5. James Marton & Stephen A. Woodbury, 2013. "Retiree Health Benefits as Deferred Compensation," Public Finance Review, , vol. 41(1), pages 64-91, January.
    6. Gruber, Jonathan & Madrian, Brigitte C, 1995. "Health-Insurance Availability and the Retirement Decision," American Economic Review, American Economic Association, vol. 85(4), pages 938-948, September.
    7. Eric French & John Bailey Jones, 2011. "The Effects of Health Insurance and Self‐Insurance on Retirement Behavior," Econometrica, Econometric Society, vol. 79(3), pages 693-732, May.
    8. Clark, Robert L. & Mitchell, Olivia S., 2014. "How does retiree health insurance influence public sector employee saving?," Journal of Health Economics, Elsevier, vol. 38(C), pages 109-118.
    9. Erin Strumpf, 2010. "Employer-sponsored health insurance for early retirees: impacts on retirement, health, and health care," International Journal of Health Economics and Management, Springer, vol. 10(2), pages 105-147, June.
    10. Robert L. Clark & Melinda Sandler Morrill, 2010. "Retiree Health Plans in the Public Sector," Books, Edward Elgar Publishing, number 13688, June.
    11. David M. Blau & Donna B. Gilleskie, 2008. "The Role Of Retiree Health Insurance In The Employment Behavior Of Older Men," International Economic Review, Department of Economics, University of Pennsylvania and Osaka University Institute of Social and Economic Research Association, vol. 49(2), pages 475-514, May.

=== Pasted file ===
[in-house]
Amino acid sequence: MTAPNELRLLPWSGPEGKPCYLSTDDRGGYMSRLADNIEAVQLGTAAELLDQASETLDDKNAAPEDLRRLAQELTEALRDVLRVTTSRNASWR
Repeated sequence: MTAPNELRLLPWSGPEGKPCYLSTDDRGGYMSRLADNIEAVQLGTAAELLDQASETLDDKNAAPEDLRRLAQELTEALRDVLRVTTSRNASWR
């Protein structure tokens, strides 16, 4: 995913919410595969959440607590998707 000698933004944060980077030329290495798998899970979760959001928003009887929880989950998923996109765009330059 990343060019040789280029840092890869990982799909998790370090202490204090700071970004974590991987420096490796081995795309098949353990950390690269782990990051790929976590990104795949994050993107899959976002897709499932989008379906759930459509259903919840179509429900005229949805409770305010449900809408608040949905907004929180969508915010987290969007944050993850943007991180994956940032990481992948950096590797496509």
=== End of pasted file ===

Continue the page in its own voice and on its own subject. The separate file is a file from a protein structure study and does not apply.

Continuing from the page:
12. Stephen A. Woodbury & James Marton, 2006. "Retiree Health Benefit Coverage and Retirement," Economics Working Paper Archive wp_470, Levy Economics Institute.
    13. Robin L. Lumsdaine & James H. Stock & David A. Wise, 1996. "Retirement Incentives: The Interaction between Employer-Provided Pensions, Social Security, and Retiree Health Benefits," NBER Chapters,in: The Economic Effects of Aging in the United States and Japan, pages 261-293 National Bureau of Economic Research, Inc.
    14. Zvi Bodie & John B. Shoven & David A. Wise, 1987. "Introduction to "Issues in Pension Economics"," NBER Chapters,in: Issues in Pension Economics, pages 1-12 National Bureau of Economic Research, Inc.
    15. Alan L. Gustman & Thomas L. Steinmeier, 1994. "Employer-Provided Health Insurance and Retirement Behavior," ILR Review, Cornell University, ILR School, vol. 48(1), pages 124-140, October.
    16. Christina Robinson & Robert Clark, 2010. "Retiree Health Insurance and Disengagement from a Career Job," Journal of Labor Research, Springer, vol. 31(3), pages 247-262, September.